MC: So, as you were talking about sound, I thought about the Sonic Catering Band, which I have listened to, which, if members of the audience don’t know, Peter’s a part of a group who’s released two albums. Can you say something about the Sonic Catering Band?
PS: Well that was something to do in between making films. So after my first short film in the mid-90s, I realized there was no money to do another film. But I wanted to do something, I wanted to keep active. So in a way, the band, the editing of the sounds, was a way of keeping alive the idea of making films, how we layered things, how we put things together, the juxtapositions. It was almost like a rehearsal for Katalin Varga in a way, it was more like sound design, it wasn’t music. We rarely had rhythm or anything like this, it was just cooking meals and recording the sound, and treating those raw sounds that we documented the same way we treat cooking the meal. But yeah, we did it for quite a few years. It was just to keep out of mischief in between films. But yeah, that led to, I guess, like a social life within music, where I got to know people like Steven Stapelton from Nurse with Wound, who’s music is in all my films. I got to hear many other pieces of music, which inspired my films. So again, it was a creative thing, but also, it was a social thing that I got to meet like-minded people.
MC: You talked about writing gigs that you’ve taken to make money in between making films as well, is that the radio plays that you’ve done, is that a part of the gigs that you’ve taken outside of your film making? How did those come out?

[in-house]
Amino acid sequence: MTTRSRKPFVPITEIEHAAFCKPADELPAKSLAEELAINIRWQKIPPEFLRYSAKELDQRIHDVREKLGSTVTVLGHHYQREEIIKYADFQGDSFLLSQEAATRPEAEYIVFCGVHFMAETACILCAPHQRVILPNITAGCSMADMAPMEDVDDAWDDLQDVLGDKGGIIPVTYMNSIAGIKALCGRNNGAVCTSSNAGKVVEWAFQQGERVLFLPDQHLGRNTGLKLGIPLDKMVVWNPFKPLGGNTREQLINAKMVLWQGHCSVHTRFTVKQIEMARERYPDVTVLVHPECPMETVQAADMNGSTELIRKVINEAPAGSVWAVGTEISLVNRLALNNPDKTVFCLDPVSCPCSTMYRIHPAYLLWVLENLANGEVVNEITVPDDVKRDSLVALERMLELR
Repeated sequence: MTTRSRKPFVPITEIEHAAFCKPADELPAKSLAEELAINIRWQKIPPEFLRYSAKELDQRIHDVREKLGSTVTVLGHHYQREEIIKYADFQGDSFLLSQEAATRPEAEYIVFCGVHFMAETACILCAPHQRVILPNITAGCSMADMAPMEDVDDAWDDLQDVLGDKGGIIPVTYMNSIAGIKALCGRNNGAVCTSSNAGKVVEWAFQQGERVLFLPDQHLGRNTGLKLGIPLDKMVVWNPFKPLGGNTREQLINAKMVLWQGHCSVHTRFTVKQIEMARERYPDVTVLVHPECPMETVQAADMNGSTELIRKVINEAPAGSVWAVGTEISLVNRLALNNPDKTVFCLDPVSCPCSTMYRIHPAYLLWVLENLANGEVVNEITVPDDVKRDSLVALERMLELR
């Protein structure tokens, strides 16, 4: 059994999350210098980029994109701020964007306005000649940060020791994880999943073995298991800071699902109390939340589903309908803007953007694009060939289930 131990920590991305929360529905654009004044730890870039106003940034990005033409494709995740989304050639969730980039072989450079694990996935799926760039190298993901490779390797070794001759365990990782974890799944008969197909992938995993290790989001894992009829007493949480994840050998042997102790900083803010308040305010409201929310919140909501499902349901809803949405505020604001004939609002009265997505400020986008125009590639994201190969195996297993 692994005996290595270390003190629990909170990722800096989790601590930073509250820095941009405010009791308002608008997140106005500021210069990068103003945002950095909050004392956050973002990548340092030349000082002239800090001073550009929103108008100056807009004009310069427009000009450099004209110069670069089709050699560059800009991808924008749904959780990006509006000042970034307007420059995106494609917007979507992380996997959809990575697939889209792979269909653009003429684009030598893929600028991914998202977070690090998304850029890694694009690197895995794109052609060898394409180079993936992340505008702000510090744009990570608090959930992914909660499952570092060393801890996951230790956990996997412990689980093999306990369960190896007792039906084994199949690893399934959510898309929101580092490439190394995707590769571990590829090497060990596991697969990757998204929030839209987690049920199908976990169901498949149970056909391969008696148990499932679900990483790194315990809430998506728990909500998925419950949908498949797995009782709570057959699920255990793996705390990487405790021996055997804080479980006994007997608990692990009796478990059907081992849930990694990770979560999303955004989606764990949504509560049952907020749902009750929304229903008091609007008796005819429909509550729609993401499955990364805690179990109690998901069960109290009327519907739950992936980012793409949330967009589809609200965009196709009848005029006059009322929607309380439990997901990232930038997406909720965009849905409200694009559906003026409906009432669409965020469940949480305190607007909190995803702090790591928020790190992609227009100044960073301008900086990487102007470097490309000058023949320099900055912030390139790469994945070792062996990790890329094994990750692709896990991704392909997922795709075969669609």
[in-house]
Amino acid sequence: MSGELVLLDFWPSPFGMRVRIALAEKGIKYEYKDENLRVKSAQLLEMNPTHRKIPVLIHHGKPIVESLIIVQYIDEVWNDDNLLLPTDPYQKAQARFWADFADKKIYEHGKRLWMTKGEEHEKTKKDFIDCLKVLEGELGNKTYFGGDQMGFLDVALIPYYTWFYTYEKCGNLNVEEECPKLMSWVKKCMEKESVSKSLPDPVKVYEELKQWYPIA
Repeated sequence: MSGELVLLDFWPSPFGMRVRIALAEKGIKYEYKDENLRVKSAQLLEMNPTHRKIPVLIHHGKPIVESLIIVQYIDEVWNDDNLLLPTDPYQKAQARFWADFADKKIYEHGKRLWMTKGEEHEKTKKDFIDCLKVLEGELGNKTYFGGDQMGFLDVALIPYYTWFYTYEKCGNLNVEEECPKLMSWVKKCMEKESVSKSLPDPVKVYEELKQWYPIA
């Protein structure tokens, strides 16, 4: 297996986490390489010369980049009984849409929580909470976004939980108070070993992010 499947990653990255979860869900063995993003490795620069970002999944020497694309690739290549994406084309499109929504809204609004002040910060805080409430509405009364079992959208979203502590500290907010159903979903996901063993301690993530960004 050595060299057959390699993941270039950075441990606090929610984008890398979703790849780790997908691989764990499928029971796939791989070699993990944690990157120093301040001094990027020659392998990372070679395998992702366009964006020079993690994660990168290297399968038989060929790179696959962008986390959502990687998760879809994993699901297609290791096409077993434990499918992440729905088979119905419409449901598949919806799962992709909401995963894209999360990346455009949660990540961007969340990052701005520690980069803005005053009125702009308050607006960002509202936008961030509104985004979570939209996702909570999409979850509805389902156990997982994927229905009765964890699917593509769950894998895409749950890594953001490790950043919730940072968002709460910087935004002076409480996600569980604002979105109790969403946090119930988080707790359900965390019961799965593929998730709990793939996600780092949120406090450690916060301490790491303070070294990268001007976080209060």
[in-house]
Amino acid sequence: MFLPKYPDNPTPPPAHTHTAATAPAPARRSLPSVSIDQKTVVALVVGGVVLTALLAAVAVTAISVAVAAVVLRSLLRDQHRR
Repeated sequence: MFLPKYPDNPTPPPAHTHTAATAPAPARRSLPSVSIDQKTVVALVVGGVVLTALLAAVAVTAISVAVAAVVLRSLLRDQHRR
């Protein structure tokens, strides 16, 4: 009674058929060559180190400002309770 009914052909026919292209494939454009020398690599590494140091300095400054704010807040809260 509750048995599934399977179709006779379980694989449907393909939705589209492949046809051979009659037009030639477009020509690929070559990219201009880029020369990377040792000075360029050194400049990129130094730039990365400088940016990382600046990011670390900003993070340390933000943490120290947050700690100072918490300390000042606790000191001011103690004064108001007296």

PS: Not quite. Because it doesn’t pay, it pays all right, but I just enjoyed doing it. I always enjoyed people who did side projects and smaller things. And there was just a chance to try ideas that maybe I couldn’t do in a film. No, I really got into actually, I’ve done four radio plays. It’s a chance to practice. For me, it’s practice, this is why I would never turn down a commercial or a TV thing because it can be the most boring TV show in the world, but you’re practising. You’re earning money. In this industry, I don’t know how it is in Australia, but in Britain, they love to call you all kinds of names if you take a commercial job or even an interview for a commercial job. And I just agree with all those names really, that’s the only way to deal with it. Yeah, I am a sellout, of course, I am. But I have no problem with that. We’ve gotta live. It’s such a bourgeois thing to say you’re a sellout, because the ones who usually call that, they’ve got their mortgage paid off, and so on. So I think it’s really important for directors to not feel inhibited. I think we’re so intimated by other people about being pure, I think it’s a great thing to do a TV show and learn something. Learn how to work with actors, learn new angles and so on. But yeah, radio is similar. I got to work with the actors more. You can never get enough practice there.
MH: In terms of some of the commonalities across your films, one of the things that really interesting and nice, I guess, is that you often have these narratives that are set in quite remote places. And in coordination with that, they’re kind of timeless and placeless films in some ways, particularly across, I would say, as much as they may be a ’70s aesthetic, or something, across Berberian, Katalin Varga, and Duke of Burgundy, the kind of narratives occur at a slight remove from the rest of society, I guess. Is there an appeal for you in focusing on narratives that sit outside of real-world society?